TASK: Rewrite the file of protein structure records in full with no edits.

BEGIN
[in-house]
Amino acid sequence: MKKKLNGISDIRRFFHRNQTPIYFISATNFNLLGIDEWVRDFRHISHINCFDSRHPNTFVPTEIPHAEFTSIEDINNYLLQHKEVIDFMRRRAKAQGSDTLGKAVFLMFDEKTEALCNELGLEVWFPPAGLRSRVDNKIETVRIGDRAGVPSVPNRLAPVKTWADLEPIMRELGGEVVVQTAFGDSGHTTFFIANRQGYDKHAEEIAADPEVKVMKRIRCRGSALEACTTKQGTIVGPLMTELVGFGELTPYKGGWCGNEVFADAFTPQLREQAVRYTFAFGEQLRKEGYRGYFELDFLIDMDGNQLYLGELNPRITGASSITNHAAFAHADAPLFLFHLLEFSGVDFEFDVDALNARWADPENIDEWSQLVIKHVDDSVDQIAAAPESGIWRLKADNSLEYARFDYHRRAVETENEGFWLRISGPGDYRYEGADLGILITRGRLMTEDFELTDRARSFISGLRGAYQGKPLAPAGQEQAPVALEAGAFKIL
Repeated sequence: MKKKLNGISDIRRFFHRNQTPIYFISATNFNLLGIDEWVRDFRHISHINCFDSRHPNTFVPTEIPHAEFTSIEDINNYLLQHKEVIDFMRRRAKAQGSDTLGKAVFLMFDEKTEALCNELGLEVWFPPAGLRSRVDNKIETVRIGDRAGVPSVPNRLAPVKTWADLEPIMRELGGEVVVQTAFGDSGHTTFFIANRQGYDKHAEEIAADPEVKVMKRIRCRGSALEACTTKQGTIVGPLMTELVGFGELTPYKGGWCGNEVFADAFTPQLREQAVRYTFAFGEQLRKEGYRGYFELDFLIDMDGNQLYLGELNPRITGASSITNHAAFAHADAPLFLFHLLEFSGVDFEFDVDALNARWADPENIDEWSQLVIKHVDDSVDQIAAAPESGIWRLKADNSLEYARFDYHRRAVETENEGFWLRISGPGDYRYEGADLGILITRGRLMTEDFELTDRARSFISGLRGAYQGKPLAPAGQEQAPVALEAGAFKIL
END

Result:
[in-house]
Amino acid sequence: MKKKLNGISDIRRFFHRNQTPIYFISATNFNLLGIDEWVRDFRHISHINCFDSRHPNTFVPTEIPHAEFTSIEDINNYLLQHKEVIDFMRRRAKAQGSDTLGKAVFLMFDEKTEALCNELGLEVWFPPAGLRSRVDNKIETVRIGDRAGVPSVPNRLAPVKTWADLEPIMRELGGEVVVQTAFGDSGHTTFFIANRQGYDKHAEEIAADPEVKVMKRIRCRGSALEACTTKQGTIVGPLMTELVGFGELTPYKGGWCGNEVFADAFTPQLREQAVRYTFAFGEQLRKEGYRGYFELDFLIDMDGNQLYLGELNPRITGASSITNHAAFAHADAPLFLFHLLEFSGVDFEFDVDALNARWADPENIDEWSQLVIKHVDDSVDQIAAAPESGIWRLKADNSLEYARFDYHRRAVETENEGFWLRISGPGDYRYEGADLGILITRGRLMTEDFELTDRARSFISGLRGAYQGKPLAPAGQEQAPVALEAGAFKIL
Repeated sequence: MKKKLNGISDIRRFFHRNQTPIYFISATNFNLLGIDEWVRDFRHISHINCFDSRHPNTFVPTEIPHAEFTSIEDINNYLLQHKEVIDFMRRRAKAQGSDTLGKAVFLMFDEKTEALCNELGLEVWFPPAGLRSRVDNKIETVRIGDRAGVPSVPNRLAPVKTWADLEPIMRELGGEVVVQTAFGDSGHTTFFIANRQGYDKHAEEIAADPEVKVMKRIRCRGSALEACTTKQGTIVGPLMTELVGFGELTPYKGGWCGNEVFADAFTPQLREQAVRYTFAFGEQLRKEGYRGYFELDFLIDMDGNQLYLGELNPRITGASSITNHAAFAHADAPLFLFHLLEFSGVDFEFDVDALNARWADPENIDEWSQLVIKHVDDSVDQIAAAPESGIWRLKADNSLEYARFDYHRRAVETENEGFWLRISGPGDYRYEGADLGILITRGRLMTEDFELTDRARSFISGLRGAYQGKPLAPAGQEQAPVALEAGAFKIL